Editor’s Note: As part of a new series for his podcast, “What’s Wright with Nick Wright,” FOX Sports commentator Nick Wright is ranking the 50 best NBA players of the last 50 years. The countdown continues today with player No. 18, Charles Barkley.
Charles Barkley’s career highlights:
- 1993 MVP
- 11-time All-Star
- Five-time first-team All-NBA, five-time second team, one-time third team
- 1987 rebound champion
- 1985 All-Rookie team
Over the past four decades, nine players account for all but two Finals and more than four-fifths of the titles. Nine. (You can probably guess who they are, and they’ll all appear on this list soon enough.) That’s how dynastic the NBA is.
Alas, the lack of parity inevitably excludes several great players who didn’t win a championship from being properly recognized. Perhaps no player has been victimized by ring counting more than Charles Barkley.
Charles Barkley I No. 18 I Nick Wright’s Top 50 NBA Players of the Last 50 Years
A dominant rebounder and low-post scorer, Barkley was the 1993 NBA MVP and registered five First Team All-NBA appearances.
“When you talk about some of the best players in sports history to never win a ring, Charles’ excuse for never winning a ring, it’s not much of an excuse,” Wright said. “He kept running into [Michael] Jordan and ‘The Dream’ [Hakeem Olajuwon], the two greatest players of the ‘90s by a wide margin, and he couldn’t get through them.”
His teams certainly didn’t. Barkley, generously listed at 6-foot-6, 252 pounds and affectionately dubbed the “Round Mound of Rebound,” got through just about everyone. But in a cruel twist of fate, Barkley was either too young or old to capitalize with his best supporting casts.
Upon entering the league alongside Hall of Famers Moses Malone, Julius Erving and Maurice Cheeks, the portly wonder averaged 15 points and 11 rebounds as a rookie during the 76ers’ 1985 conference finals run.
By his second season, Barkley was the best player on an aging Philadelphia roster. After earning the first of eight top-six MVP finishes, he dropped 31-20-6 and 37-14-9 against the Bucks in the conference semifinals while averaging 28-15-4 in the seven-game series loss.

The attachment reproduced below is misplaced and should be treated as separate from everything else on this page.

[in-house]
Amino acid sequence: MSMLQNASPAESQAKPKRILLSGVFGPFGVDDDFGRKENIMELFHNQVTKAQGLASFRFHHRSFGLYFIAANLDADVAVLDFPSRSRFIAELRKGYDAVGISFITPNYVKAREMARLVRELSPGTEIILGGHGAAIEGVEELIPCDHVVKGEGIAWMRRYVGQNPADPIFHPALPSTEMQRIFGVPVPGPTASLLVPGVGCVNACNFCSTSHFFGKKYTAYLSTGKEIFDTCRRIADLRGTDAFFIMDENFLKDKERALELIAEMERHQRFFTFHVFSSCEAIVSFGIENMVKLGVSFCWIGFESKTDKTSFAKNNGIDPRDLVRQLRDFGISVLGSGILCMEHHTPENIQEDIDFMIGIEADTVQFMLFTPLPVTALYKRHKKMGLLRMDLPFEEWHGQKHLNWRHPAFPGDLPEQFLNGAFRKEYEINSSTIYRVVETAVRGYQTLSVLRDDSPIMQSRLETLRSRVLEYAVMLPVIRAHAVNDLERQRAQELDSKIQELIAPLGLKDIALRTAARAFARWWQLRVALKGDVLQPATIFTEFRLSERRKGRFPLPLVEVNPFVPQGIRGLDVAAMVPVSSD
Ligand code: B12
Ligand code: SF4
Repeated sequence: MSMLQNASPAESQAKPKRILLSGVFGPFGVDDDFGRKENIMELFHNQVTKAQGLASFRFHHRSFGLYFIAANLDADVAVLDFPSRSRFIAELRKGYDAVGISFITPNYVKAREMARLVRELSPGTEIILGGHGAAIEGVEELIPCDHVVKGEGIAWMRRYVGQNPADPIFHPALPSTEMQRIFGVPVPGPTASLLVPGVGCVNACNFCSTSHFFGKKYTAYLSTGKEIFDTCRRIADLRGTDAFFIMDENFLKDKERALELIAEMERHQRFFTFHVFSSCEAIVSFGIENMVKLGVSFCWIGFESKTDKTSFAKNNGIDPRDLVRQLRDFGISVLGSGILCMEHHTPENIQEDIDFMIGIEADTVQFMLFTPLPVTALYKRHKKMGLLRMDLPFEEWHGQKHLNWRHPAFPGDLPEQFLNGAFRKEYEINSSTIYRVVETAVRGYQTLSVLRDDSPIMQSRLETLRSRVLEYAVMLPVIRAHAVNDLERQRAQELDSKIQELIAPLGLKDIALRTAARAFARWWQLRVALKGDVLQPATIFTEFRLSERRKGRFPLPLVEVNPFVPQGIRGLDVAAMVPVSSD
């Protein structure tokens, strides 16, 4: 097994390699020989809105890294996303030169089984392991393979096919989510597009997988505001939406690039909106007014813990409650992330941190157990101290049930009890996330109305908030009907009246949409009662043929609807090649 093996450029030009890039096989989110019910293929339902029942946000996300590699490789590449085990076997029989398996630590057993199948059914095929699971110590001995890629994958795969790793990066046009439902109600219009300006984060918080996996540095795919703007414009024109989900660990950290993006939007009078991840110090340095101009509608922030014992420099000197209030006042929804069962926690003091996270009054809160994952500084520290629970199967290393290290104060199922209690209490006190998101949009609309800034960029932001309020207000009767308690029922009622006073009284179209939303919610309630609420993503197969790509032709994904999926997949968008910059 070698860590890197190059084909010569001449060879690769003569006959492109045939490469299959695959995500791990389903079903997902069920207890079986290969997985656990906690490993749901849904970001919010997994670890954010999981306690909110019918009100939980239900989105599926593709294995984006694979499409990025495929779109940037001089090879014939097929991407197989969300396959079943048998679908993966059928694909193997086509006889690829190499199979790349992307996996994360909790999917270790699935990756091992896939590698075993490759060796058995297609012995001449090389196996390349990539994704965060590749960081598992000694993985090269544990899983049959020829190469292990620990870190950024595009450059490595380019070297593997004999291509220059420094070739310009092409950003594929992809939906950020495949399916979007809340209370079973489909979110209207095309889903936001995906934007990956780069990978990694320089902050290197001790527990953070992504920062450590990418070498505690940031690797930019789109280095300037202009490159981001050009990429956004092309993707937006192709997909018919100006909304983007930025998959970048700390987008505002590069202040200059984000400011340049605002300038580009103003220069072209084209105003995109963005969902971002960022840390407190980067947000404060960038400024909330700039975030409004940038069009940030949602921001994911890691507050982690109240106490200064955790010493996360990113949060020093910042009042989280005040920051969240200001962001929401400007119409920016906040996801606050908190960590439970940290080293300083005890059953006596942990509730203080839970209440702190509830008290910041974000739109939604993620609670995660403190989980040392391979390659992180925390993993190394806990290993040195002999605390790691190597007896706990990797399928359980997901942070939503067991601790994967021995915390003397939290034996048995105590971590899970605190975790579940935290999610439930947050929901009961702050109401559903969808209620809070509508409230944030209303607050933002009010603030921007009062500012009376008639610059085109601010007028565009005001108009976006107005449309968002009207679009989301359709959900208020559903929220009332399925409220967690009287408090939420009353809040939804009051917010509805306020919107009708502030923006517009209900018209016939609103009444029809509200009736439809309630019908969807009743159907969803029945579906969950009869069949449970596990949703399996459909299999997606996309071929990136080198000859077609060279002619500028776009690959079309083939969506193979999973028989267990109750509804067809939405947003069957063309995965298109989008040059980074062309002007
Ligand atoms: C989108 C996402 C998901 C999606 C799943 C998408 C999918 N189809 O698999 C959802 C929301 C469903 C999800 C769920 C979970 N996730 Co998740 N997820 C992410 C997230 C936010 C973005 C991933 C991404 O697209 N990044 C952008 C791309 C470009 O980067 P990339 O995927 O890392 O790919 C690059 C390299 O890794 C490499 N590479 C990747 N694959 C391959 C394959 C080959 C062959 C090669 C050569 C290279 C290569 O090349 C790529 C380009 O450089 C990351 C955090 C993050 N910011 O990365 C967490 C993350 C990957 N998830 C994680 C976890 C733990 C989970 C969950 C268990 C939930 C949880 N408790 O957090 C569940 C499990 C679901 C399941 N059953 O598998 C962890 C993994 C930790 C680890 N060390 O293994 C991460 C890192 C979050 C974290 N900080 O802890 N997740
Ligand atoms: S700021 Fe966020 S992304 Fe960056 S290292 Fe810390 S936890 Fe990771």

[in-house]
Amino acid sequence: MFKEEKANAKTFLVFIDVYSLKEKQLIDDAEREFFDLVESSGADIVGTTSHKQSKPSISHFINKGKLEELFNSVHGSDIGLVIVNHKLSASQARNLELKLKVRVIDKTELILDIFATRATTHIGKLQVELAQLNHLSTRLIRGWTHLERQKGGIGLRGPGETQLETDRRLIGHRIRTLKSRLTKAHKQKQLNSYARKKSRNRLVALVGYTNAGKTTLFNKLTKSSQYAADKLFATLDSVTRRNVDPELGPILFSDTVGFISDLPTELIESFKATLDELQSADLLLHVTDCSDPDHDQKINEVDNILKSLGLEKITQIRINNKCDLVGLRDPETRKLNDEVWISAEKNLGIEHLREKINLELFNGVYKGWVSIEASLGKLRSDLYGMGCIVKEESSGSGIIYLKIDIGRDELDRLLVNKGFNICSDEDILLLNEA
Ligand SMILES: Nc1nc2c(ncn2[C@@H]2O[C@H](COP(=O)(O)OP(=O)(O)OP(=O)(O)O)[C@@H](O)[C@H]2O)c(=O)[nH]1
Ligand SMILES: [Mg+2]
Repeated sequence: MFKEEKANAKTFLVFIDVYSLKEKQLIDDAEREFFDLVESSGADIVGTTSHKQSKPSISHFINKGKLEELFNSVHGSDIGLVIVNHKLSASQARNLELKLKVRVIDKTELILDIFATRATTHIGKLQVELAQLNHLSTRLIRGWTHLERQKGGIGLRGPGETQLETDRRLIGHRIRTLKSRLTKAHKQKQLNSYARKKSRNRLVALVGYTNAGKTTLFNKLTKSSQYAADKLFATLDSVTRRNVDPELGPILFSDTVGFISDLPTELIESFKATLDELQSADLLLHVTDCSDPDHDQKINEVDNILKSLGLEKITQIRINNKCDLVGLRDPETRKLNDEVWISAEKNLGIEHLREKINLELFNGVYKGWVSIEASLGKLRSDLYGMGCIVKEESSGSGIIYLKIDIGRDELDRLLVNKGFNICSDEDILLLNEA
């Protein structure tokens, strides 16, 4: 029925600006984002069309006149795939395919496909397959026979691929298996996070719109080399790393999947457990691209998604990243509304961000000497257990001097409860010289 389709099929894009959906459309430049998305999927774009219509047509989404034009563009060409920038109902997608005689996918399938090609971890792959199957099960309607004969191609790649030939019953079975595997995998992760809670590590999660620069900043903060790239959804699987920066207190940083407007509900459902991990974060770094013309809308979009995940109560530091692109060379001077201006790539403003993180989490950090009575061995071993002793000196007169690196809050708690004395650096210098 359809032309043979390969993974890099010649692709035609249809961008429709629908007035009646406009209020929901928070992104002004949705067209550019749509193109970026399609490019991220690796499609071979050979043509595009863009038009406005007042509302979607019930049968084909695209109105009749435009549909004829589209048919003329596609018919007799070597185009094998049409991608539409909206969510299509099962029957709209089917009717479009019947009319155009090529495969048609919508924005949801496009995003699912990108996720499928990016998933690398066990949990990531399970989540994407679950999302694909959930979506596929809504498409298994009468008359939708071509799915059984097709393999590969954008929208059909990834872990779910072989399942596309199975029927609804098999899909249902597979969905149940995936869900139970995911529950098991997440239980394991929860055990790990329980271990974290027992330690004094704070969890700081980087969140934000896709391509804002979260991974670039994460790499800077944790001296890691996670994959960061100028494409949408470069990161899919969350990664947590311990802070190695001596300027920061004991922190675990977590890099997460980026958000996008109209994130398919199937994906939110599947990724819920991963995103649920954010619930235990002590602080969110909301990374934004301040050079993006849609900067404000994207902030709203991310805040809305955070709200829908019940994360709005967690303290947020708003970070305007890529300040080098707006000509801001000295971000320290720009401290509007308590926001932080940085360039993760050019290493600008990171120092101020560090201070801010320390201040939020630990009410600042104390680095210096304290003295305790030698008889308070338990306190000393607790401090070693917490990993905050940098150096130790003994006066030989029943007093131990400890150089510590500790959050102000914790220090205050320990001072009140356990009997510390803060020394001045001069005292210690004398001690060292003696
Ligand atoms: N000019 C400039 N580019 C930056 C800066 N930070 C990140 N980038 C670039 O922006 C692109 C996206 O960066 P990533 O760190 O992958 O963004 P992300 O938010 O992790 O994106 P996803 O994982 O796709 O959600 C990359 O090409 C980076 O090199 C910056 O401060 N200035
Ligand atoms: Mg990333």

Then came Barkley’s prime, and a series of forgettable Sixers squads. He became a fixture on the All-NBA first team, all while Philly either lost in the first round, lost in the conference semis to the Bulls, or missed the postseason altogether. That couldn’t keep him off the Dream Team, which he led in scoring.
Also in the summer of 1992, the Sixers finally made good on their pledge to trade Barkley, and he instantly elevated the Suns to title contenders. He won league MVP (over Olajuwon and Jordan) while leading Phoenix to the best record in basketball. Barkley was dominant throughout the ensuing postseason, especially in the conference finals against the SuperSonics. With the series tied at 2-all, he went for 43-15-10. Sir Charles outdid himself in Game 7, recording 44 points and 24 rebounds to seal his first (and only) Finals appearance.
“Flatly, one of the greatest playoff games anyone has ever played,” Wright said.
The Suns, of course, fell short in the Finals, although it took a Herculean effort from Jordan. Barkley averaged 27-13-6 in the series, while all four of Phoenix’s defeats were by fewer than 10 points. It was Barkley’s third-consecutive playoff loss to Jordan. His next two would come in the conference semis to Olajuwon, with the Suns blowing two-game series leads both times.
In 1996, Barkley was traded to Houston and teamed with Olajuwon and Clyde Drexler for one last deep playoff run. The newcomer adapted to a lesser offensive role by averaging 13.5 rebounds per game, the second-best mark of Barkley’s career. The Rockets reached the conference finals but were knocked off by Utah, which exploited their mediocre backcourt. None of the renowned trio would win another playoff series or make another All-Star team, and Barkley retired after an injury-plagued 16th season.
While he’s since transitioned into a beloved media figure, the endless discussion about him not winning a title is a disservice to his greatness. Barkley was good for 22-11-4 on 54% from the field in the regular season, and his production increased almost across the board in the postseason. Since his 1984 debut, no one’s averaged more rebounds (12.9) or recorded a double-double more frequently (74.7%) in the playoffs.
Barkley might not have been a role model off the court, but he was a unicorn on it. And he was one of the best basketball players ever.
“It pains me to put him here,” Wright said “I’d love for him to be higher. He’s one of my favorite people in sports, he was one of my favorite players to watch.”
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